War of the Rebellion: Serial 124 Page 0682 CORRESPONDENCE, ETC.

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assigned in accordance with the President's letters to you. I now have the honor to say that the drawing will commence on Wednesday next, the 19th instant.

In consideration of the fact that the late riot in the city of New York, said to have been occasioned by the draft, was not immediately suppressed by the forces and influences brought to bear upon it, the General Government has determined to have troops in the city to meet any emergency which may arise in connection with the execution of the law of the United States known as the enrollment act. The measures adopted, supported by the municipal and militia forces, which have so often and so lately manifested their loyalty and patriotism, will, its is hoped, prevent a recurrence of the scenes enacted in July last.

I am, sir, very respectfully, your obedient servant,



NEW YORK, August 16, 1863.

Major-General DIX,

Commanding Department of the East, New York:

GENERAL: I am under the impression that the Secretary of War thought that the troops he is sending would be ample to accomplish all purposes without calling out the militia, and that the call for the militia was to be made only in the contingency of more serious opposition than is apprehended.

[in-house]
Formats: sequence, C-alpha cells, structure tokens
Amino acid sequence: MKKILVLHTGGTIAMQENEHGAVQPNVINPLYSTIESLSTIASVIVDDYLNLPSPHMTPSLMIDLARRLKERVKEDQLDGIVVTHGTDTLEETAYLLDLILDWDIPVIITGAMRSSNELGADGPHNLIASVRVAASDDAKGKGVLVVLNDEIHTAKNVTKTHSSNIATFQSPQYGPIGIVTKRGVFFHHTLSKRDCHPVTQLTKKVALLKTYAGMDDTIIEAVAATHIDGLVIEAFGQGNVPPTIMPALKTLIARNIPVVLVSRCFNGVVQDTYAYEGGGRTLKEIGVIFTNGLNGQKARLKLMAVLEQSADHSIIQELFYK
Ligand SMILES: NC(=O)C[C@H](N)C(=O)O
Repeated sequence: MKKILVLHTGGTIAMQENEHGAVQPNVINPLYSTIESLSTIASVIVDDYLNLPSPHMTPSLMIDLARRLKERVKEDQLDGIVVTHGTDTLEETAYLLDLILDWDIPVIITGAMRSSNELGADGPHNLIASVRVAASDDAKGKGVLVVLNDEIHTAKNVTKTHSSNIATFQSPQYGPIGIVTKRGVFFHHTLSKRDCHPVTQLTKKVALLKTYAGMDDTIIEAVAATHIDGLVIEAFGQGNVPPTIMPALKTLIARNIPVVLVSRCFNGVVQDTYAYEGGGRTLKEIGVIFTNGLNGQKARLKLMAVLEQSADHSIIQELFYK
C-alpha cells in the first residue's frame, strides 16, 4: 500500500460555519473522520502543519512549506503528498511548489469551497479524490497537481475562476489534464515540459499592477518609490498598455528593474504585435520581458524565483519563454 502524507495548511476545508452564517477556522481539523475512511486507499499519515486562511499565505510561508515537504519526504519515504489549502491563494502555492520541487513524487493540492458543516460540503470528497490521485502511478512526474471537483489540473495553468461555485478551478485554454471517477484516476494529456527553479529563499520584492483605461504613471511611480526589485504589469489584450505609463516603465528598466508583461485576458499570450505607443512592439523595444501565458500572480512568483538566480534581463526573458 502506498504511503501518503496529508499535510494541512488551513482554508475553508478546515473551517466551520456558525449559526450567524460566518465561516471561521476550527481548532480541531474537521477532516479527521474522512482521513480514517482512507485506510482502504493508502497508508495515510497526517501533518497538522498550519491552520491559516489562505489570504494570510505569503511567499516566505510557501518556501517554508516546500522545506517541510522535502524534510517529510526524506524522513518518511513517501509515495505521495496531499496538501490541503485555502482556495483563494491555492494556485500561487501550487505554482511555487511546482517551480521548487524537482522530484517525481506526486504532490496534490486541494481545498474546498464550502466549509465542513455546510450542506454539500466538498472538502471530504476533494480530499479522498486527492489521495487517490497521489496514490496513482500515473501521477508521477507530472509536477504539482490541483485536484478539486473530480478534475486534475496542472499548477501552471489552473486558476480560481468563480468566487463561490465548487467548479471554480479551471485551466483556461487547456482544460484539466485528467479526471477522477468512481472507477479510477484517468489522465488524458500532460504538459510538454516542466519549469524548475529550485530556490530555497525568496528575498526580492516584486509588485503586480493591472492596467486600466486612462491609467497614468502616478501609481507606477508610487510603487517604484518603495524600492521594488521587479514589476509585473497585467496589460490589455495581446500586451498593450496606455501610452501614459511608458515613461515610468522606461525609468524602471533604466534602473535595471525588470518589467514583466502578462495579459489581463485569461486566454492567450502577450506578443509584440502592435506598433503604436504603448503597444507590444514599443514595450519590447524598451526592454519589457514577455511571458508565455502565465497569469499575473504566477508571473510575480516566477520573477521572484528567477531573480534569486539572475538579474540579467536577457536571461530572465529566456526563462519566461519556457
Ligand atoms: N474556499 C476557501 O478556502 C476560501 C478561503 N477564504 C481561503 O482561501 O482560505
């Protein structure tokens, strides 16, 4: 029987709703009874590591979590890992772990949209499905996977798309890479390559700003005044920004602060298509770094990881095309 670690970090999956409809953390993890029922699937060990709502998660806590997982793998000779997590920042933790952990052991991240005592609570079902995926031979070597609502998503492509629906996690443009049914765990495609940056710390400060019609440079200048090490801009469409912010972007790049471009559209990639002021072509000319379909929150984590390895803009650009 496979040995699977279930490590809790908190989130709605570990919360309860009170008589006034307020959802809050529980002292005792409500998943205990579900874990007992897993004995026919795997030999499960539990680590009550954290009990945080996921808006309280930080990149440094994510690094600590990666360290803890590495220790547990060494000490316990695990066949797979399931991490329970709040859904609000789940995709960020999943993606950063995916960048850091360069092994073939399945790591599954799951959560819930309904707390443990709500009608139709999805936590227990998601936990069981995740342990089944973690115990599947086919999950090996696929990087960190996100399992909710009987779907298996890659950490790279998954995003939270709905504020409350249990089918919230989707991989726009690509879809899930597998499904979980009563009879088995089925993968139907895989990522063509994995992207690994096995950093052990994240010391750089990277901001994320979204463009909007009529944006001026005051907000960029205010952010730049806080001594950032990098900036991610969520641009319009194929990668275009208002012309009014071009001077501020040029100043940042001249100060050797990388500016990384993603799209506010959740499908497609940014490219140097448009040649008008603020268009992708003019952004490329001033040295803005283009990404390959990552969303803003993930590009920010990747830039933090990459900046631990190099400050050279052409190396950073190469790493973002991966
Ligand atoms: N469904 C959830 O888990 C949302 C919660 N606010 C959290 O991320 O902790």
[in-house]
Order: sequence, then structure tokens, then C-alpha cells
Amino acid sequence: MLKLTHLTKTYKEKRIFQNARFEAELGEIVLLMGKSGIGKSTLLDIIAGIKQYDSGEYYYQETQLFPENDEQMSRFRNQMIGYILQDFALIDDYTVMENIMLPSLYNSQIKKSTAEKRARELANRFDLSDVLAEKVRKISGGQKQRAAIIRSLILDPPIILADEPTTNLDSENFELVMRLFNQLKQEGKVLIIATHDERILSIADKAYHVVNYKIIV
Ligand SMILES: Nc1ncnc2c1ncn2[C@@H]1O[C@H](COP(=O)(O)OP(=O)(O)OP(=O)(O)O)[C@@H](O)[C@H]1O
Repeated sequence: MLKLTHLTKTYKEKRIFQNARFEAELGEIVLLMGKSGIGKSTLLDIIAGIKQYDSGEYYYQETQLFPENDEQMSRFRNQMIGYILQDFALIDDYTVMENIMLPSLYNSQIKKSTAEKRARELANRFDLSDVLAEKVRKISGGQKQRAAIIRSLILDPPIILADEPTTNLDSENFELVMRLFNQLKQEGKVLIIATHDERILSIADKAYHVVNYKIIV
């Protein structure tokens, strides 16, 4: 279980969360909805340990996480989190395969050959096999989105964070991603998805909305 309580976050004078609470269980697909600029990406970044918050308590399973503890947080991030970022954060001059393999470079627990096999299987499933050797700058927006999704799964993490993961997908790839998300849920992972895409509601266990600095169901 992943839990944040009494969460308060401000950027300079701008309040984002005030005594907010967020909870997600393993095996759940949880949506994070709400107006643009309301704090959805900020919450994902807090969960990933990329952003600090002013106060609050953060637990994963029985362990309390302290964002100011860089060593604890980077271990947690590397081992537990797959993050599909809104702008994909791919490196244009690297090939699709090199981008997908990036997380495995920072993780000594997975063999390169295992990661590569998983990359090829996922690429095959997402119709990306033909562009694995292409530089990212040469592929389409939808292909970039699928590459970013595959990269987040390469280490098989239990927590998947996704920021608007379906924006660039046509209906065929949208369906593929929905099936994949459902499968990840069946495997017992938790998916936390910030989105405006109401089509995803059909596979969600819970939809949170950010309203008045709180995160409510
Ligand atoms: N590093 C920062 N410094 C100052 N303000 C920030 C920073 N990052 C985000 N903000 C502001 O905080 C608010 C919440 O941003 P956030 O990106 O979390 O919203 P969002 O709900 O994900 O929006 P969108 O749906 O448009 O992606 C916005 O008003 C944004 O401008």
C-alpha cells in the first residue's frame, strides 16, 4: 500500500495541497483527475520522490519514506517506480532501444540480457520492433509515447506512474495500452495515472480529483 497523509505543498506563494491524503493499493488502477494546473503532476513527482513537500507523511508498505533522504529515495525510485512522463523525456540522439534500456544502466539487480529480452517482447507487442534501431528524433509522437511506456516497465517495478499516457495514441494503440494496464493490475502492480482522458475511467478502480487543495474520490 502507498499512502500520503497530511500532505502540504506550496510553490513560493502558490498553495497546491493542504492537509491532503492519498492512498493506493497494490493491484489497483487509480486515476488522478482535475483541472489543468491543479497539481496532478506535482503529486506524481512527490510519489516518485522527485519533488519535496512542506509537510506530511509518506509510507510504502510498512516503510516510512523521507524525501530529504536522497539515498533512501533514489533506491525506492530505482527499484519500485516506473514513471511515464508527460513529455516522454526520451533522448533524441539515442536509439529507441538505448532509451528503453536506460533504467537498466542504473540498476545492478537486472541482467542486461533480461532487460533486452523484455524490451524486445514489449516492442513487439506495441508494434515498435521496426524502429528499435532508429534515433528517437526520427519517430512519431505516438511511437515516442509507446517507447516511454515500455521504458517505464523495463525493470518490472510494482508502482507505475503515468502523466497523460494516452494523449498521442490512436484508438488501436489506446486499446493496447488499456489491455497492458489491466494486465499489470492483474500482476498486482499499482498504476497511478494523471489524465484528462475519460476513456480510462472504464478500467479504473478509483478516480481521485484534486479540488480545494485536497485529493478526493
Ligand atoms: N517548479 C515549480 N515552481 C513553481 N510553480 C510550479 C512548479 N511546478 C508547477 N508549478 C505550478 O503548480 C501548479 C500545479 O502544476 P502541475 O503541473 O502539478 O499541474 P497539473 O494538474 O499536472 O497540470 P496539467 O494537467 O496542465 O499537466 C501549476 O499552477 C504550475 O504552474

I mention this as General Canby thinks you intend to make a call on the Governor to-morrow for militia force. I may be mistaken as to the Secretary's intention, or he may have given you instructions other than those made known to me, but if they are doubtful, I would take the liberty of respectfully suggesting that you dispatch the Secretary to-day in reference to his wishes about calling out the militia. My understanding was that he wished to produce the impression that the General Government was abundantly able and prepared to have its laws executed.

To call out the militia without being forced to would, it seems to me, indicate weakness on our part.

I am, general, very respectfully, your obedient servant,



[AUGUST 16, 1863.- For Johnson to Lincoln, reporting success in raising Tennessee troops, see Series I, Vol. XXX, Part III, p. 54.]

[AUGUST 17, 1863.- For Banks to Lincoln, relating to the organization of negro troops in the Department of the Gulf, see Series I, Vol. XXVI, Part I, p. 688.]


1210 Chestnut Street, Philadelphia, August 17, 1863.


Secretary of War, Washington, D. C.:

SIR: On the 6th of June I offered to place under your control for the service of the War Department an organization for recruiting